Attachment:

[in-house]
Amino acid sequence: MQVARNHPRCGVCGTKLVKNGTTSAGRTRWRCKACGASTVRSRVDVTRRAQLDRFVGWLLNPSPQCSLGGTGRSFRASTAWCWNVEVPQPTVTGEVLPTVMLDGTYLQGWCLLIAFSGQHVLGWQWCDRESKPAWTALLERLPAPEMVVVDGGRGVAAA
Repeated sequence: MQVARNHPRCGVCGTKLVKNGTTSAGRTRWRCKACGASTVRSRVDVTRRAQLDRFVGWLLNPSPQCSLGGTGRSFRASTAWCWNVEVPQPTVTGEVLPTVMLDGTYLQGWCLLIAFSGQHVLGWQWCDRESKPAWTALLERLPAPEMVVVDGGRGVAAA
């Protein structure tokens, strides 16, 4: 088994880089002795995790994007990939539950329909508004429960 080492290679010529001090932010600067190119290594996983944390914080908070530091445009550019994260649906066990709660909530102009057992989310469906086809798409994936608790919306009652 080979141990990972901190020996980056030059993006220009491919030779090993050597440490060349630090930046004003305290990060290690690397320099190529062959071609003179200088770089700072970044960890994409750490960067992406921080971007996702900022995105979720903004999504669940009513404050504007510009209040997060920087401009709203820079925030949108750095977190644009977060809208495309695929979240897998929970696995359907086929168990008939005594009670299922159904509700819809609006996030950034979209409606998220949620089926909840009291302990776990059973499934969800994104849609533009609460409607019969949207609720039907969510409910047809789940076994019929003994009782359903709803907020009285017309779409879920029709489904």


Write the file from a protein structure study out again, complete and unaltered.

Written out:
[in-house]
Amino acid sequence: MQVARNHPRCGVCGTKLVKNGTTSAGRTRWRCKACGASTVRSRVDVTRRAQLDRFVGWLLNPSPQCSLGGTGRSFRASTAWCWNVEVPQPTVTGEVLPTVMLDGTYLQGWCLLIAFSGQHVLGWQWCDRESKPAWTALLERLPAPEMVVVDGGRGVAAA
Repeated sequence: MQVARNHPRCGVCGTKLVKNGTTSAGRTRWRCKACGASTVRSRVDVTRRAQLDRFVGWLLNPSPQCSLGGTGRSFRASTAWCWNVEVPQPTVTGEVLPTVMLDGTYLQGWCLLIAFSGQHVLGWQWCDRESKPAWTALLERLPAPEMVVVDGGRGVAAA
């Protein structure tokens, strides 16, 4: 088994880089002795995790994007990939539950329909508004429960 080492290679010529001090932010600067190119290594996983944390914080908070530091445009550019994260649906066990709660909530102009057992989310469906086809798409994936608790919306009652 080979141990990972901190020996980056030059993006220009491919030779090993050597440490060349630090930046004003305290990060290690690397320099190529062959071609003179200088770089700072970044960890994409750490960067992406921080971007996702900022995105979720903004999504669940009513404050504007510009209040997060920087401009709203820079925030949108750095977190644009977060809208495309695929979240897998929970696995359907086929168990008939005594009670299922159904509700819809609006996030950034979209409606998220949620089926909840009291302990776990059973499934969800994104849609533009609460409607019969949207609720039907969510409910047809789940076994019929003994009782359903709803907020009285017309779409879920029709489904």